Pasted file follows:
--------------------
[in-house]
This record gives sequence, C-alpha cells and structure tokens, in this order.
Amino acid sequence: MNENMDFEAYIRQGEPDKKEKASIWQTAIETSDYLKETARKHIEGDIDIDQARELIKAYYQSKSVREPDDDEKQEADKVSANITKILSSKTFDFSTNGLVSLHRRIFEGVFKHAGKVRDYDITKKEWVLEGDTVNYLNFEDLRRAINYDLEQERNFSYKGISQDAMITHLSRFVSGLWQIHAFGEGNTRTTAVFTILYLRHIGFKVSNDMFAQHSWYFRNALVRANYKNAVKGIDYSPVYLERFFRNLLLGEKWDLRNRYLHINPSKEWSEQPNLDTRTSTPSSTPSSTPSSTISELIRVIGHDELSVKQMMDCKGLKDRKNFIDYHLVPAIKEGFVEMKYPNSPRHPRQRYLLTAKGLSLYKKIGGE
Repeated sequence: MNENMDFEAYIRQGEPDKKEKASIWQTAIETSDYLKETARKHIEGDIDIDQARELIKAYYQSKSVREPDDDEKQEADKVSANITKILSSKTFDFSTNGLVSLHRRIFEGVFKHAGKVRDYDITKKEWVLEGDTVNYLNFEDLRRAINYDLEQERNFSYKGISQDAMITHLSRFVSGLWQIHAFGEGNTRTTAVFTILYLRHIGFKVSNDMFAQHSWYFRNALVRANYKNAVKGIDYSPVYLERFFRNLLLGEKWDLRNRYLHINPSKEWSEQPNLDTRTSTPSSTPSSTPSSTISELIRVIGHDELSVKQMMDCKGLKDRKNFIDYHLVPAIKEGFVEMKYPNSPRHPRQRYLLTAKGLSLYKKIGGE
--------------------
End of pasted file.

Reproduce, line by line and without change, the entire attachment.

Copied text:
[in-house]
This record gives sequence, C-alpha cells and structure tokens, in this order.
Amino acid sequence: MNENMDFEAYIRQGEPDKKEKASIWQTAIETSDYLKETARKHIEGDIDIDQARELIKAYYQSKSVREPDDDEKQEADKVSANITKILSSKTFDFSTNGLVSLHRRIFEGVFKHAGKVRDYDITKKEWVLEGDTVNYLNFEDLRRAINYDLEQERNFSYKGISQDAMITHLSRFVSGLWQIHAFGEGNTRTTAVFTILYLRHIGFKVSNDMFAQHSWYFRNALVRANYKNAVKGIDYSPVYLERFFRNLLLGEKWDLRNRYLHINPSKEWSEQPNLDTRTSTPSSTPSSTPSSTISELIRVIGHDELSVKQMMDCKGLKDRKNFIDYHLVPAIKEGFVEMKYPNSPRHPRQRYLLTAKGLSLYKKIGGE
Repeated sequence: MNENMDFEAYIRQGEPDKKEKASIWQTAIETSDYLKETARKHIEGDIDIDQARELIKAYYQSKSVREPDDDEKQEADKVSANITKILSSKTFDFSTNGLVSLHRRIFEGVFKHAGKVRDYDITKKEWVLEGDTVNYLNFEDLRRAINYDLEQERNFSYKGISQDAMITHLSRFVSGLWQIHAFGEGNTRTTAVFTILYLRHIGFKVSNDMFAQHSWYFRNALVRANYKNAVKGIDYSPVYLERFFRNLLLGEKWDLRNRYLHINPSKEWSEQPNLDTRTSTPSSTPSSTPSSTISELIRVIGHDELSVKQMMDCKGLKDRKNFIDYHLVPAIKEGFVEMKYPNSPRHPRQRYLLTAKGLSLYKKIGGE